A committee has been set up in Dubai by the Dubai Executive Council and the Department of Health and Medical Services (DoHMS) to prepare the groundwork for restructuring Dubai’s health sector, according to a report in Gulf News (1 April 2007).

The initiative is part of the so-called Dubai Strategy launched recently by Sheikh Mohammed bin Rashid Al Maktoum, Vice-President and Prime Minister of the UAE and Ruler of Dubai.

According to the report the committee is tasked with drawing up a public health plan, improving the quality of health and medical services to meet global standards, ensuring access to affordable healthcare for all and increasing public health awareness.

The committee will establish operating and training processes for medical centres, regulate the production and import of foods and drugs, and help public and private sector companies in implementing employee health awareness and healthcare programmes.

Iran, Malaysia MoU

Iran’s Isfahan Medical University and the Ministry of Health of Malaysia signed a memorandum of understanding (15 April) to expand co-operation in the medical science, health and treatment sectors.

Shahin Shirani, chancellor of Isfahan Medical University, is quoted by IRNA as saying: “The MoU will prepare the grounds for the university to make use of Malaysia’s experience in the health and medical fields. The academics of the university will be able to put forward their knowledge and experiences to the Asian country.”

The improvement in health standards is also a key point of the MoU, according to IRNA. Kamran Baqeri Lankarani, Iran’s Minister of Health, said Tehran has attached great importance to the expansion of political and economic relations with Kuala Lumpur in the past few years, adding that there were several shared interests in the field of health.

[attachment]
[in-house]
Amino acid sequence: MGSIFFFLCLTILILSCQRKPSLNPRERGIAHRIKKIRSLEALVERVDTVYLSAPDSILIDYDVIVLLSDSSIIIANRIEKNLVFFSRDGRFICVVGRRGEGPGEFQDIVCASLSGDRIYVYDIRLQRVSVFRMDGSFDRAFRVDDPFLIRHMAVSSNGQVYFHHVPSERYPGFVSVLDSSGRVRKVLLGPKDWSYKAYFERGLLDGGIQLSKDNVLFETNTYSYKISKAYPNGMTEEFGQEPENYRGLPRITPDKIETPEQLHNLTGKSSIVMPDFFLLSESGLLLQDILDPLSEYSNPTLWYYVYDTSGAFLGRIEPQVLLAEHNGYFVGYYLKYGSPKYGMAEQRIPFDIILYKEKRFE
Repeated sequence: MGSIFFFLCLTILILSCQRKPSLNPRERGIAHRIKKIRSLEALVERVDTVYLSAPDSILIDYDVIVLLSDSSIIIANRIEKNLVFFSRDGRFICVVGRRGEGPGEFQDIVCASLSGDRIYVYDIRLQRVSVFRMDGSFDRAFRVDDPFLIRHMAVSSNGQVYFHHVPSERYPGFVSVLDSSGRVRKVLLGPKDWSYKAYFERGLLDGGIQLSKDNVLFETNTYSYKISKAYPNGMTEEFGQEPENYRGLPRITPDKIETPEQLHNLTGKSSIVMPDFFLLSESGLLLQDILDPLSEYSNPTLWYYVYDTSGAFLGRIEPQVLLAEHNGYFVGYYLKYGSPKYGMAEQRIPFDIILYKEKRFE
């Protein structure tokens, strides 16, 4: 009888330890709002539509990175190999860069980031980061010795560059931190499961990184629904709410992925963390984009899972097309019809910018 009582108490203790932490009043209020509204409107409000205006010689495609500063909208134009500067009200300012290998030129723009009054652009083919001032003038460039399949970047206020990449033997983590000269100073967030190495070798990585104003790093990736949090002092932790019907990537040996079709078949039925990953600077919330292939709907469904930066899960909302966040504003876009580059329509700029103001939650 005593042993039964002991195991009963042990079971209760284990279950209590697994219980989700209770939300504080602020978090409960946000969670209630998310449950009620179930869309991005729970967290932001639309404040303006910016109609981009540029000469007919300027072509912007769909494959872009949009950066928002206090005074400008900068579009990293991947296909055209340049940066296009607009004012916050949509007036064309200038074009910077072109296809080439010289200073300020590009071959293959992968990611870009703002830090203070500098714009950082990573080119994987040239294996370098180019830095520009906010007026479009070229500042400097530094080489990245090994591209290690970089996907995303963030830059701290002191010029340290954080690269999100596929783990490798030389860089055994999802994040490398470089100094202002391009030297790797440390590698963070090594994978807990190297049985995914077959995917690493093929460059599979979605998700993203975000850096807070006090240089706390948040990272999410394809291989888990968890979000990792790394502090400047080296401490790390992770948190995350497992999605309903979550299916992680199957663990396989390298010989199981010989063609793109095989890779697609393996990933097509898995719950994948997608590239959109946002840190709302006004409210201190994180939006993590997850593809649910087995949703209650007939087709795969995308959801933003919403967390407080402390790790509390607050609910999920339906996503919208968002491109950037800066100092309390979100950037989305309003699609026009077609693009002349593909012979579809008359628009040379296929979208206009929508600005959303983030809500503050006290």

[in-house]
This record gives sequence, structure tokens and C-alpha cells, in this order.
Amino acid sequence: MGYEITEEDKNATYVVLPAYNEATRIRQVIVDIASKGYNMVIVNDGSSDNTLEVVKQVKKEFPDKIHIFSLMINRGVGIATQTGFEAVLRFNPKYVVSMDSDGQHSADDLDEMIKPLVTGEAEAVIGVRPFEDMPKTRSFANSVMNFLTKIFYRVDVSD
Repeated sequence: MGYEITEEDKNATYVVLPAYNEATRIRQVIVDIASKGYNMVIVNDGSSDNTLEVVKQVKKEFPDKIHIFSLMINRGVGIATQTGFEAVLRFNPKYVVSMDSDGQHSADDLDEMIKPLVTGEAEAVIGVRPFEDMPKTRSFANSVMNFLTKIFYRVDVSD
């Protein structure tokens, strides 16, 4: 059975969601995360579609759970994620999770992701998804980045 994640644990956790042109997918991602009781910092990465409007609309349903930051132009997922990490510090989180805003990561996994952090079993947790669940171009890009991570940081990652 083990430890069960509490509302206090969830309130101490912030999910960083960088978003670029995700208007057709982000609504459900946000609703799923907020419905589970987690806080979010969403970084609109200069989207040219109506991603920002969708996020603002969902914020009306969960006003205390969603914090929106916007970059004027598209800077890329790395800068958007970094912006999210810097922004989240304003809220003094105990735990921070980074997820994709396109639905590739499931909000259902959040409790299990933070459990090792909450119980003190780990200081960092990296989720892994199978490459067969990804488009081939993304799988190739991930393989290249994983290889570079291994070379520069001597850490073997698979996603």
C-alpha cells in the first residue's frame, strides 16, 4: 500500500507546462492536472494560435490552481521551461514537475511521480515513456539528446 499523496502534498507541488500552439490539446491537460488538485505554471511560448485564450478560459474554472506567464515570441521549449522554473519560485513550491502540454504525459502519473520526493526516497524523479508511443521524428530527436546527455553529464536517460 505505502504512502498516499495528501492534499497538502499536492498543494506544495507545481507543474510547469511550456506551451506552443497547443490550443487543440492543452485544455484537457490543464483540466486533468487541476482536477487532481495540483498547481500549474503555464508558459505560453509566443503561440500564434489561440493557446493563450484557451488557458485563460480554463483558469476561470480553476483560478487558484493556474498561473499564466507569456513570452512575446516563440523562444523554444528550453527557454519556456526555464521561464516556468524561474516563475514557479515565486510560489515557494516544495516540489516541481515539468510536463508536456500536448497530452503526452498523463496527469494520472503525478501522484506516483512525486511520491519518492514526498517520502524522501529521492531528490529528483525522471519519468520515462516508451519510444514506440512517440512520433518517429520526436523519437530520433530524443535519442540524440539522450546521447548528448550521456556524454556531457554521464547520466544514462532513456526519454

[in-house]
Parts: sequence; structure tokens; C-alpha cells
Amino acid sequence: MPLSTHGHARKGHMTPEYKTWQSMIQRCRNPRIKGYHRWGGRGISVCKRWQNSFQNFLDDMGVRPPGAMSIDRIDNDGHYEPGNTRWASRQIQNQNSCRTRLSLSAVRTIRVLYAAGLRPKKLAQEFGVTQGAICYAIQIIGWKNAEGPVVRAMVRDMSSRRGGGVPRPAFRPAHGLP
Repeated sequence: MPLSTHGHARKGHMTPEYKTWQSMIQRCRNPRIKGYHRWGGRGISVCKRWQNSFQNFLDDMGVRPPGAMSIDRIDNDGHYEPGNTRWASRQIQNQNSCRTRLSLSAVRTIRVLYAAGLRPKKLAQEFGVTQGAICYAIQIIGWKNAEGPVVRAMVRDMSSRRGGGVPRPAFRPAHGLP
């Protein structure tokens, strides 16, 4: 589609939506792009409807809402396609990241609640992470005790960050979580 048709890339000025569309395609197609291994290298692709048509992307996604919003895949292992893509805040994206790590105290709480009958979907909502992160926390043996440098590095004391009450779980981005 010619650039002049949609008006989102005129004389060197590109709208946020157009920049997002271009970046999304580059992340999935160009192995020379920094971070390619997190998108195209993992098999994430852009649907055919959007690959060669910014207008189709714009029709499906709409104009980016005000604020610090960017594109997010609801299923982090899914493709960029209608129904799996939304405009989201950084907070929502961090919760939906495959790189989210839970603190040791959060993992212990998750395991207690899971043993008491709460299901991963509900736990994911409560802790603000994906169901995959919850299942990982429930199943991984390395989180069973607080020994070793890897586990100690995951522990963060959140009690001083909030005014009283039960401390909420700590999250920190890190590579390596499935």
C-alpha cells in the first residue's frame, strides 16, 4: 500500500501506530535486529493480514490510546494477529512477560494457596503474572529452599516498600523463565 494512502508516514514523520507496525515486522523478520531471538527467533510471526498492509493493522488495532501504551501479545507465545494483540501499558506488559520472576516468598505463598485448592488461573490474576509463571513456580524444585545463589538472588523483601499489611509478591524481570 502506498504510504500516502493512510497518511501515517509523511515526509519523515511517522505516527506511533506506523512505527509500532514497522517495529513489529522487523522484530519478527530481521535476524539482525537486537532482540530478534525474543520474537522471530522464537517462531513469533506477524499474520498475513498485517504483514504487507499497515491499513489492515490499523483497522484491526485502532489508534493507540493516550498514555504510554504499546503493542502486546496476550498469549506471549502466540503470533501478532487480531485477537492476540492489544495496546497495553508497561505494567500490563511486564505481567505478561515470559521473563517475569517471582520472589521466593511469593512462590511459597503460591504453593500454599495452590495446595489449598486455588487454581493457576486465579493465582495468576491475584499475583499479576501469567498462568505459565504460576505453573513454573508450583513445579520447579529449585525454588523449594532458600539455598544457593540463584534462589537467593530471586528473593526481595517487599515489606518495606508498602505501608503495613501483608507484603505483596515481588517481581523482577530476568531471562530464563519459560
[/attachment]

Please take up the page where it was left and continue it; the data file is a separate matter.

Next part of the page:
He said the two countries were interested in bilateral co-operation with regards to medical sciences education, vaccine production, and traditional and herbal medicine.

He pointed out that women’s health, the fight against non-contagious diseases and the antismoking campaign were among the main programmes of Iran’s health ministry.

Saudi heart disease

In Saudi Arabia, Hamad Al-Manie, the Minister of Health, inaugurated the Advanced Cardiac Imaging Conference at the Prince Salman Heart Center in King Fahd Medical City (KFMC) in Riyadh on 14 April.

Speaking at the event, the minister said the kingdom faced the danger of a 400% increase in the incidence of heart diseases. He also called for better health awareness among Saudis, adding that the main cause for heart diseases in Saudi Arabia was diabetes.

“Our first priority is to increase health awareness in the kingdom, especially among diabetes patients,” he said.

According to a report in Arab News he said KFMC would not only be a worldclass centre for curing heart diseases, but also for tumours, adding that Crown Prince Sultan, deputy premier and minister of defence and aviation, had donated SR70 million (about US$18.6 million) to KFMC to construct its special soon-toopen tumour centre.

UAE Thalassemia

Thalassemia, the inherited blood disease which is carried by as many as one in ten Emirati nationals, can easily be prevented, say local healthcare experts, and could be totally eradicated from the country in as little as 10 years.

The underlying issue that allows the disease to be carried from one generation to the next is one of insufficient general education about the Thalassemia disease among the country’s growing population.

“Carriers of Thalassemia live normal lives, but when they marry other carriers and have children, the disease then passes to their children who suffer from the ailments of the disease rather than merely acting of carriers of the Thalassemia gene,” said Dr Khawla Belhoul, director of Dubai Thalassemia Center.